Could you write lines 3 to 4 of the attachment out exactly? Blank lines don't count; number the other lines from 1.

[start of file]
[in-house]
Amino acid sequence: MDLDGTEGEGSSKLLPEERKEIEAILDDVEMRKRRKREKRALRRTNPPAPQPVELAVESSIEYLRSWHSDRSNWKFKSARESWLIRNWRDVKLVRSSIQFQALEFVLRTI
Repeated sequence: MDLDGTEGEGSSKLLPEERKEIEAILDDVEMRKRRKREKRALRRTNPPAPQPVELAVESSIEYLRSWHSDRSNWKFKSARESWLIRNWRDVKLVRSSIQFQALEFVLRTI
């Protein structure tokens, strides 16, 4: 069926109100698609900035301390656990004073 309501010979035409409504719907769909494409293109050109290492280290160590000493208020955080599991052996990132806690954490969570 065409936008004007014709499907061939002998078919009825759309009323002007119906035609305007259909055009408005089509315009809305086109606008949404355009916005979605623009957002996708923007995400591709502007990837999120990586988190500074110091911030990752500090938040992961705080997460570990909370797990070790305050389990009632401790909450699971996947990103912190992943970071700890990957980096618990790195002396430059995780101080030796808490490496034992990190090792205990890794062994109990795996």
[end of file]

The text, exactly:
Repeated sequence: MDLDGTEGEGSSKLLPEERKEIEAILDDVEMRKRRKREKRALRRTNPPAPQPVELAVESSIEYLRSWHSDRSNWKFKSARESWLIRNWRDVKLVRSSIQFQALEFVLRTI
């Protein structure tokens, strides 16, 4: 069926109100698609900035301390656990004073 309501010979035409409504719907769909494409293109050109290492280290160590000493208020955080599991052996990132806690954490969570 065409936008004007014709499907061939002998078919009825759309009323002007119906035609305007259909055009408005089509315009809305086109606008949404355009916005979605623009957002996708923007995400591709502007990837999120990586988190500074110091911030990752500090938040992961705080997460570990909370797990070790305050389990009632401790909450699971996947990103912190992943970071700890990957980096618990790195002396430059995780101080030796808490490496034992990190090792205990890794062994109990795996």